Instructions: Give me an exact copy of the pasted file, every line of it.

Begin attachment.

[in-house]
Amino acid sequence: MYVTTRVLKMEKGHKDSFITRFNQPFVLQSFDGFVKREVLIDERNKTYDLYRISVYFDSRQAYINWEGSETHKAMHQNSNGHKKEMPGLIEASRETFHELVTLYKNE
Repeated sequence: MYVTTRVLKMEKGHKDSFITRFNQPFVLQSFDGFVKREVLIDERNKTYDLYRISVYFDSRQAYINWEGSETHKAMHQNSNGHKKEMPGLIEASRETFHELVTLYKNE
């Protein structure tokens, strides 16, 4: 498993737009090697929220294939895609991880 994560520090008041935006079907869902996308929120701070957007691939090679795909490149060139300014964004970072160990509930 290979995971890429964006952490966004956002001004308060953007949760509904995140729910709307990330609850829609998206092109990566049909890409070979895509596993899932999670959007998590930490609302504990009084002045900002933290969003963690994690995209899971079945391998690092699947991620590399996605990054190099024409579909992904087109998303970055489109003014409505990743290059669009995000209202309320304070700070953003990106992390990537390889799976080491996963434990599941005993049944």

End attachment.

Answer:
[in-house]
Amino acid sequence: MYVTTRVLKMEKGHKDSFITRFNQPFVLQSFDGFVKREVLIDERNKTYDLYRISVYFDSRQAYINWEGSETHKAMHQNSNGHKKEMPGLIEASRETFHELVTLYKNE
Repeated sequence: MYVTTRVLKMEKGHKDSFITRFNQPFVLQSFDGFVKREVLIDERNKTYDLYRISVYFDSRQAYINWEGSETHKAMHQNSNGHKKEMPGLIEASRETFHELVTLYKNE
């Protein structure tokens, strides 16, 4: 498993737009090697929220294939895609991880 994560520090008041935006079907869902996308929120701070957007691939090679795909490149060139300014964004970072160990509930 290979995971890429964006952490966004956002001004308060953007949760509904995140729910709307990330609850829609998206092109990566049909890409070979895509596993899932999670959007998590930490609302504990009084002045900002933290969003963690994690995209899971079945391998690092699947991620590399996605990054190099024409579909992904087109998303970055489109003014409505990743290059669009995000209202309320304070700070953003990106992390990537390889799976080491996963434990599941005993049944």